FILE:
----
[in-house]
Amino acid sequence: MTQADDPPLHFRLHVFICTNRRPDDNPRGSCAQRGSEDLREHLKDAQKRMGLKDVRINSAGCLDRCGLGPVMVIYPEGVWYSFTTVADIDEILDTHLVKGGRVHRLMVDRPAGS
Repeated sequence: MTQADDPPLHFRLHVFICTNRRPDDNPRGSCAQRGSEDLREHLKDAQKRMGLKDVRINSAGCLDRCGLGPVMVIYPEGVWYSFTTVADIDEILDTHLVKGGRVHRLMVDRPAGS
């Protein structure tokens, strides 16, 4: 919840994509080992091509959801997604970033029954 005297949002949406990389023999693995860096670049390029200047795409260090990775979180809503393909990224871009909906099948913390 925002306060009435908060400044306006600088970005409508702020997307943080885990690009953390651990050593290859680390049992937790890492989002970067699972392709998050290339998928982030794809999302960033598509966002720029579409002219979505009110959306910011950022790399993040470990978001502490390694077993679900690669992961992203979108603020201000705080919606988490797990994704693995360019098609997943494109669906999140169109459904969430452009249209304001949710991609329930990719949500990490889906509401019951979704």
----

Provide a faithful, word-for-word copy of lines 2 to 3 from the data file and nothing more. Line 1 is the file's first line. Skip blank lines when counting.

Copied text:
Amino acid sequence: MTQADDPPLHFRLHVFICTNRRPDDNPRGSCAQRGSEDLREHLKDAQKRMGLKDVRINSAGCLDRCGLGPVMVIYPEGVWYSFTTVADIDEILDTHLVKGGRVHRLMVDRPAGS
Repeated sequence: MTQADDPPLHFRLHVFICTNRRPDDNPRGSCAQRGSEDLREHLKDAQKRMGLKDVRINSAGCLDRCGLGPVMVIYPEGVWYSFTTVADIDEILDTHLVKGGRVHRLMVDRPAGS